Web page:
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Immigration Issues in Juvenile Court. Benefits Enforcement. Immigration Law – “as easy as pie”. NON-CITIZENS. CITIZENS. Immigration Law – “as easy as pie”. NON-CITIZENS. CITIZENS. B F J K H L O P S T U V. LPR. Immigration Law – “as easy as pie”. NON-CITIZENS. CITIZENS.

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Immigration issues in juvenile court

Immigration Issues in Juvenile Court

Benefits

Enforcement



Immigration law as easy as pie1
Immigration Law – “as easy as pie”

NON-CITIZENS

CITIZENS

B F J K H

L O P S T

U V

LPR



3 10 year bar
3/10 Year Bar

> 6 months out of status in the U.S. = Must wait in native country 3 years before applying for any benefit.


3 10 year bar1
3/10 Year Bar

> 1 year out of status in the U.S. = Must wait in native country 10 years before applying any benefit.

Applicants have the burden of proof!


Out of status clock
Out of Status Clock

The clock starts running upon entry into the U.S. or when the child turns 18.*

Enters U.S.

6 months

12 months

Must return, wait 3 years

Must return, wait 10 years

18th birthday

18.5 years old

19 years old

*Children <18 years old, here without permission, are DEPORTABLE.


Out of status clock1
Out of Status Clock

The clock starts running upon entry into the U.S. or when the child turns 18.*

El reloj comienza a funcionar quando entran los E.E.U.U. o cuando tienen 18 años.*

6 months

Enters U.S.

IMPORTANT

Enters U.S.

6 months

12 months

Must return, wait 3 years

Must return, wait 10 years

18th birthday

18.5 years old

19 years old

*Children <18 years old, here without permission, are DEPORTABLE.

18th birthday

18.5 years old


Types of benefits
Types of “Benefits”

  • Temporary Benefits

    • Tourist

    • Unskilled Labor Visa (H2A/B)

    • Professional/Skilled Labor Visa (H1B)

    • Student Visa

    • Victim Visa (U Visa)

    • Asylum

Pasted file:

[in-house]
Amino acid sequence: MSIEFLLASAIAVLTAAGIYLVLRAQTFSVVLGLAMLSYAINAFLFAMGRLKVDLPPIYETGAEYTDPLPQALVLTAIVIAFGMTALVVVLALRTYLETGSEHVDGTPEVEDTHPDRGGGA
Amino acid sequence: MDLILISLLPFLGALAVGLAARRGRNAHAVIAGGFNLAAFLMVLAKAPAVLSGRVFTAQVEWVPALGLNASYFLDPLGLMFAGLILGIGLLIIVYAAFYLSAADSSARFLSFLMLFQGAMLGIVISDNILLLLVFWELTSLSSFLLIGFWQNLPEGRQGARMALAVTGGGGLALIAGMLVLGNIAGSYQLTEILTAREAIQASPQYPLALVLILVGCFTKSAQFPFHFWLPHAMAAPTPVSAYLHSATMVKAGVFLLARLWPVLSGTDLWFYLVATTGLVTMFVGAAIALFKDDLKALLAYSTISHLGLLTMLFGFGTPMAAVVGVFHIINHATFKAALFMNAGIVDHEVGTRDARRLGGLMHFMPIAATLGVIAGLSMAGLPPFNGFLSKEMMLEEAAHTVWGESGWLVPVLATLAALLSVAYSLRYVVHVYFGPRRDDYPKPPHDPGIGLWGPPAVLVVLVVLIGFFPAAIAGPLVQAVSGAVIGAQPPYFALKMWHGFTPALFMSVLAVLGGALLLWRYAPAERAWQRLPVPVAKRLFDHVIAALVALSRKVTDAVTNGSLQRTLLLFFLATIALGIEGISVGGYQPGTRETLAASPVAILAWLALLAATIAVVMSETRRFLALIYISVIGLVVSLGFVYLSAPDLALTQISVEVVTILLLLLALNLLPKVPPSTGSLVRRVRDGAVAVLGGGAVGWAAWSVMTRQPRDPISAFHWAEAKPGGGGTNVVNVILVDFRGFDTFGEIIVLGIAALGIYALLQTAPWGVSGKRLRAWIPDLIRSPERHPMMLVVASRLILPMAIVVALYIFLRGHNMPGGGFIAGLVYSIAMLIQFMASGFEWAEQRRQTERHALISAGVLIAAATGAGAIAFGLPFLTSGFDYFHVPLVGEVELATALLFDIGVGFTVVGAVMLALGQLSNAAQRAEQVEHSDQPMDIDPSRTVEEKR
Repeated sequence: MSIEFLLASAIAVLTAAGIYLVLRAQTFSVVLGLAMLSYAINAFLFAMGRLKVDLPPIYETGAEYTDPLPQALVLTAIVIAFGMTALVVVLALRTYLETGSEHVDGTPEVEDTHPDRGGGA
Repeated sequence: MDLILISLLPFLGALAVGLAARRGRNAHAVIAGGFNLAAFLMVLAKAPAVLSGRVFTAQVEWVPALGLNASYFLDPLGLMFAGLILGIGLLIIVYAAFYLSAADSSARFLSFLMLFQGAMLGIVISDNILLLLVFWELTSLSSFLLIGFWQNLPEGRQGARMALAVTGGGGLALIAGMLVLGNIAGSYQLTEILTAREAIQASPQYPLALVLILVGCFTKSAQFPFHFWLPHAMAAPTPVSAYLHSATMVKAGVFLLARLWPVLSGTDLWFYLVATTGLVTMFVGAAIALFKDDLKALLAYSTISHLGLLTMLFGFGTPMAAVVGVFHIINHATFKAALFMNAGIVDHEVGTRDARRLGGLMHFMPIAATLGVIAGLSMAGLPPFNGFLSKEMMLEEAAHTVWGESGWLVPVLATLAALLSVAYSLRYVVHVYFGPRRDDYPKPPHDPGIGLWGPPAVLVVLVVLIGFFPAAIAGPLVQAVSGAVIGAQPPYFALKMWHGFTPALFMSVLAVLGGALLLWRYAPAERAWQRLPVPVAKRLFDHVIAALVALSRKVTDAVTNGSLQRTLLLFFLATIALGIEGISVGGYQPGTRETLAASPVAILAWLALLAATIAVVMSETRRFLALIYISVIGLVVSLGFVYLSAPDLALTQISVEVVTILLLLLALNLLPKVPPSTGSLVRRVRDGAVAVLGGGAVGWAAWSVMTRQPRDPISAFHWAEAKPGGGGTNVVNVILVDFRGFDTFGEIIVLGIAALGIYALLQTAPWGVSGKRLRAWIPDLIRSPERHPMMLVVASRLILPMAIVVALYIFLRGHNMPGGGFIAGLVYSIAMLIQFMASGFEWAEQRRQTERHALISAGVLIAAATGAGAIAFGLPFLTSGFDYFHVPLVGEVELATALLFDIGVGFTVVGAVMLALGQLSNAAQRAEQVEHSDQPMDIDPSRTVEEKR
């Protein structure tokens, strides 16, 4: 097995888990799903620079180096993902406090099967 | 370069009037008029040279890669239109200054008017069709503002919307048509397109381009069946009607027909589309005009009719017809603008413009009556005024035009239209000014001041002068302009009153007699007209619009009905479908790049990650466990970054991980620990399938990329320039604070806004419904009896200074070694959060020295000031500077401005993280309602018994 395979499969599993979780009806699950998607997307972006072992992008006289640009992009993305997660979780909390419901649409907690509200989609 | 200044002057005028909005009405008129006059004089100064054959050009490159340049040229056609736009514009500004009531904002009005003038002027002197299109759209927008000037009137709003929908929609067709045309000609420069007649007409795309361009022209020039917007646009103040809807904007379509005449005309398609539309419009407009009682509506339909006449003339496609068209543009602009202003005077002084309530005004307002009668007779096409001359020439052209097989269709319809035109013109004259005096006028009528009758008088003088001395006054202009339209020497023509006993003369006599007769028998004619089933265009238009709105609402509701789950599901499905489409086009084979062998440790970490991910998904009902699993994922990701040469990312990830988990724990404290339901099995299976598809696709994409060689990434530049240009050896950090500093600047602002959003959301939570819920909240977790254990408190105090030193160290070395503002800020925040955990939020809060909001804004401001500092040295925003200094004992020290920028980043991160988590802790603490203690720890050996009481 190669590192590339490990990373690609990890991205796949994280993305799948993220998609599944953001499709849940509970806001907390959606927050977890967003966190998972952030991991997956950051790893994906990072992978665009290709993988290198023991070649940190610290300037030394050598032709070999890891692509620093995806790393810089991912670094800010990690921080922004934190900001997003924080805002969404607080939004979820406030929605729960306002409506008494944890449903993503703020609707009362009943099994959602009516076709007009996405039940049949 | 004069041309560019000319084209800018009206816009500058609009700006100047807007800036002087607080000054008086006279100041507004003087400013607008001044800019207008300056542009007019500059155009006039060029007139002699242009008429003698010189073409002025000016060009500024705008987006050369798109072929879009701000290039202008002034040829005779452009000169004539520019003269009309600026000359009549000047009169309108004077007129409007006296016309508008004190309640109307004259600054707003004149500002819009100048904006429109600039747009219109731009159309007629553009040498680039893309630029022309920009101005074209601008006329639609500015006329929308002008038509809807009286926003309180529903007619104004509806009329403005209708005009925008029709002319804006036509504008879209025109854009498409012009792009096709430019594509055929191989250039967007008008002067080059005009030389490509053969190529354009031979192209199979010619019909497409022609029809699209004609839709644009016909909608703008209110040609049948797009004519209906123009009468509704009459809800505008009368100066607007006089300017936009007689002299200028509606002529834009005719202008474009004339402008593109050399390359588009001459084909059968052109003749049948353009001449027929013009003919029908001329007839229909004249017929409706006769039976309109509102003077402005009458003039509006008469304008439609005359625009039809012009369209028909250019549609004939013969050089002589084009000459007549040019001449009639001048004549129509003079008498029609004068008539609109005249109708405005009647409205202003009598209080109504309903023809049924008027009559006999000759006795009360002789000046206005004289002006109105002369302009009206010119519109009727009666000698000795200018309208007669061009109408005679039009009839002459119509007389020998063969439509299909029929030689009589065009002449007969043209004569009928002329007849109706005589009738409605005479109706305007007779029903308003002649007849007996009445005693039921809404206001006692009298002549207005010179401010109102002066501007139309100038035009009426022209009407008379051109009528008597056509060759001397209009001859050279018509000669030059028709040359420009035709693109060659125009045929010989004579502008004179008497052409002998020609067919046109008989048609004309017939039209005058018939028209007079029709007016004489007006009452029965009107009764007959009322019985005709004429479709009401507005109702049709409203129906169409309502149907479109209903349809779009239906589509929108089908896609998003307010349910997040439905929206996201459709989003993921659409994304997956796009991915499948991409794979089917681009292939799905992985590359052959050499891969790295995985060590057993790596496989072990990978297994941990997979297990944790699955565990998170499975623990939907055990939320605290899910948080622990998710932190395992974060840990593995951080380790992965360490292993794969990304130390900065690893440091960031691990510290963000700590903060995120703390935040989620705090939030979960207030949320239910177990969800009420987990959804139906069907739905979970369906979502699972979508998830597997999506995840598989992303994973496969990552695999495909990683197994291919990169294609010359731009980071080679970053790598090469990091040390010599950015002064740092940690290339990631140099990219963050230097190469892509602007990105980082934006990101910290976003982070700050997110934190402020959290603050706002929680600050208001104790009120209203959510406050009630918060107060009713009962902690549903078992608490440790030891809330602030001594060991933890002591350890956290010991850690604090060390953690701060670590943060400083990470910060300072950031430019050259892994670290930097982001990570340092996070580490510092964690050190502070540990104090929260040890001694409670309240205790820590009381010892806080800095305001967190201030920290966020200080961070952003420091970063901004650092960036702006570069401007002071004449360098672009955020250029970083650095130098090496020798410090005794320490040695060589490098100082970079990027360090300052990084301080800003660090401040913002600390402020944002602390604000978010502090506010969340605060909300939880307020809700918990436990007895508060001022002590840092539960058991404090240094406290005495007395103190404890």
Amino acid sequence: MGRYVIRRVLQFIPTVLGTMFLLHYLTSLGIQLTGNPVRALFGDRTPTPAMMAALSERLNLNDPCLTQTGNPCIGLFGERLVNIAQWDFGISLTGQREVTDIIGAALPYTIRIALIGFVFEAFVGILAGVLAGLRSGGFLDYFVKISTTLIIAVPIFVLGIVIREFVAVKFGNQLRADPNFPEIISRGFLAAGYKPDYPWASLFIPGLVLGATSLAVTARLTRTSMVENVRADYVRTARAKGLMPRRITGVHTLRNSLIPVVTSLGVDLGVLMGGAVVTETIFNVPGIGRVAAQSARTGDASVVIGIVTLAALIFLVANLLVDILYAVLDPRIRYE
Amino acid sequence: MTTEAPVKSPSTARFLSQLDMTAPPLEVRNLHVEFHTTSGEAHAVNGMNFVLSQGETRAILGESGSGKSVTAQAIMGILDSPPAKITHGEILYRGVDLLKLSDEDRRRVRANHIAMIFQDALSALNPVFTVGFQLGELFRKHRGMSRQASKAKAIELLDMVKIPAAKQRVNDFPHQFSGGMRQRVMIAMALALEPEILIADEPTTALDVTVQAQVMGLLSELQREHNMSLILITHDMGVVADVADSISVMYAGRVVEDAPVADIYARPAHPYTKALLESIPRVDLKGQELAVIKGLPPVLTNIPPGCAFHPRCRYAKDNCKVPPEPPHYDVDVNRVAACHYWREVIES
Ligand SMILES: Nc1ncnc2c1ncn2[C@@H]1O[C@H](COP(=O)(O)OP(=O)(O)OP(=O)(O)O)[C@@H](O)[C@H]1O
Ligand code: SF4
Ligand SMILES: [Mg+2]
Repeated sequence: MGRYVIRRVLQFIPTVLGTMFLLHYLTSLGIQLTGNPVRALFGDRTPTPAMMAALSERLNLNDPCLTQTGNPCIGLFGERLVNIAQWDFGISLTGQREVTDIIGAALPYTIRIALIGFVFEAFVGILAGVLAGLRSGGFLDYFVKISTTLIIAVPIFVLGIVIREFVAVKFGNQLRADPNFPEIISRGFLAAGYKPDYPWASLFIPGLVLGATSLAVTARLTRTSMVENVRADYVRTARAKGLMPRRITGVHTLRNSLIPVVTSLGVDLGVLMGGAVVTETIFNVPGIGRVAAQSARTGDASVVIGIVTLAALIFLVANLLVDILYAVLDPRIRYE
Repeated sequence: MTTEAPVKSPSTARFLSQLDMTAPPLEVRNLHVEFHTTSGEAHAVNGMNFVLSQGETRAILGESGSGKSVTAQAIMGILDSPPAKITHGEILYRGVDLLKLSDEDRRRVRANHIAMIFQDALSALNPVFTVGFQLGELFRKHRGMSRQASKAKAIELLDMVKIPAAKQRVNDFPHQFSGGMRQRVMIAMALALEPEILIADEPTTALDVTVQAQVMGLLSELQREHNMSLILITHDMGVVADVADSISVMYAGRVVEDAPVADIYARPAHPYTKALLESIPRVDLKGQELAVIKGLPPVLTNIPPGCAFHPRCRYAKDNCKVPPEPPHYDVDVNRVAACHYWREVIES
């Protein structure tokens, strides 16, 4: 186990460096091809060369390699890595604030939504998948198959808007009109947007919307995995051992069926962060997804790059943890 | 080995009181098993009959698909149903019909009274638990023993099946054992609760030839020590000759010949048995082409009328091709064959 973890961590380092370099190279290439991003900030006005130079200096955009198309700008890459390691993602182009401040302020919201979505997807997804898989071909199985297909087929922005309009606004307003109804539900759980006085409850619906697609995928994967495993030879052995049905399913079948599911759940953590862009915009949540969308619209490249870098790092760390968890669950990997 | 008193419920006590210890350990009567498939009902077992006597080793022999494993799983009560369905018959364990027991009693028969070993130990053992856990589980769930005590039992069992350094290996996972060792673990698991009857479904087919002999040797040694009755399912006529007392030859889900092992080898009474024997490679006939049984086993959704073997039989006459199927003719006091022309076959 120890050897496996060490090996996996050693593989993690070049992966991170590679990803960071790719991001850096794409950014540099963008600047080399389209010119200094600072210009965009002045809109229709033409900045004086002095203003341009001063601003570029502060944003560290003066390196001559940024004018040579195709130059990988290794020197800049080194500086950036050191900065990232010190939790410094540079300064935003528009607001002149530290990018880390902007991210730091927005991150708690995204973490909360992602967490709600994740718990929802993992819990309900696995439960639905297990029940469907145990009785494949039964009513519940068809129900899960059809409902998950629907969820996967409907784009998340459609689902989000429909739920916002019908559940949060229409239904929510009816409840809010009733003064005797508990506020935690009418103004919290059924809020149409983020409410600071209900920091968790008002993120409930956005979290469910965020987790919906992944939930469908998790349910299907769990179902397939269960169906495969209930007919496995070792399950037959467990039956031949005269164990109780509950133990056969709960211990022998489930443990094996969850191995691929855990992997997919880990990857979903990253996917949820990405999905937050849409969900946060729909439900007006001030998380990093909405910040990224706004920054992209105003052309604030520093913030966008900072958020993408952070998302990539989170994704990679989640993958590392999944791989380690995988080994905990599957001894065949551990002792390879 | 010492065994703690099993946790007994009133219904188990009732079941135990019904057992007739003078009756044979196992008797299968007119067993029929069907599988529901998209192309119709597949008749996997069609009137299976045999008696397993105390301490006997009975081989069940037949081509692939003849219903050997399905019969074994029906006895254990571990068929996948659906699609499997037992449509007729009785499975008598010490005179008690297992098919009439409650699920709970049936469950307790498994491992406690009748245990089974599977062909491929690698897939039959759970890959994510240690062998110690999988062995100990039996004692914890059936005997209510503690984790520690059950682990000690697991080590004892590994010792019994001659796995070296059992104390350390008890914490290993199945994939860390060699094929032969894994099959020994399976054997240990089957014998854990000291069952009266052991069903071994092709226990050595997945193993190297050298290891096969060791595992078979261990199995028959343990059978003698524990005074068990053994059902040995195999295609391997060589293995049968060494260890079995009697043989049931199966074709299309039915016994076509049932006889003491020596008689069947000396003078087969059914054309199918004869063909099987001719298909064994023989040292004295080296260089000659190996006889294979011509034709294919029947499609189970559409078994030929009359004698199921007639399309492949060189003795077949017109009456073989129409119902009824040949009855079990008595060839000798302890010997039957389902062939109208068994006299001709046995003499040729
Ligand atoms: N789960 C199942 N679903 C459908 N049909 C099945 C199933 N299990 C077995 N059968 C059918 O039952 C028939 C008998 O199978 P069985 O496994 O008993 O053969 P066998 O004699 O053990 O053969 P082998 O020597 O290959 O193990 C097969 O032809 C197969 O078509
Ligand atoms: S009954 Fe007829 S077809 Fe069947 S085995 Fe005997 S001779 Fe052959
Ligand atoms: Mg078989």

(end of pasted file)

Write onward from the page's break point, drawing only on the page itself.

• OTHER: Deferred Action for Childhood Arrivals (DACA)

  • Permanent Benefits

    • Family Petitions

    • Employer Petitions

    • Diversity Lottery

    • Other: Violence Against Women Act, Special Juveniles, Post-Asylum


Unskilled labor visa h2a b
Unskilled Labor Visa (H2A/B)

  • Temporary, <1year

  • Must meet peak need

  • Cannot take job from United States Citizen

  • As of 9/30/2007, 65,000 per year

  • Long and expensive process

  • No Dual Intent Allowed


Professional skilled visa h1b
Professional/Skilled Visa (H1B)

  • 65,000 per year. (Apply in April 1!)

  • Specialty Occupation

  • Good for 4 years

  • Dual intent allowed


Types of student visas no cap

F-1, academic or language visa

Types Of Student Visas NO CAP!

  • M-1, vocational or technical visa

  • J-1, exchange/visitor program visa

  • Dependents

  • Commuters


F 1 visa requirements
F-1 Visa Requirements

  • Student must prove foreign residence with no intention of abandoning it

  • Bona fide student with a full course of study

    • Requires 12 or more units/hours

    • Can have 3 hours of online classes

  • Proficient in English

  • Have sufficient funds available and Medical Insurance


F 1 process el proceso de f 1
F-1 ProcessEl Proceso de F-1

3/10 Bar?

3/10 Prohibición?

I-20

https://www.fmjfee.com.

http://www.usembassy.gov/

Permission for duration of study (DS)

Permiso durante el programa


Victims of violence
Victims of Violence

  • U Visa (10,000)

    • Person suffered substantial physical or mental abuse from being a victim of a qualifying crime

    • Possesses substantial knowledge of the crime

    • Has been, is being, or is likely to be helpful to an agency investigating or prosecuting the crime

    • The crime occurred in the US

      (Good for 4 years, than can apply for LPR)


Asylum
Asylum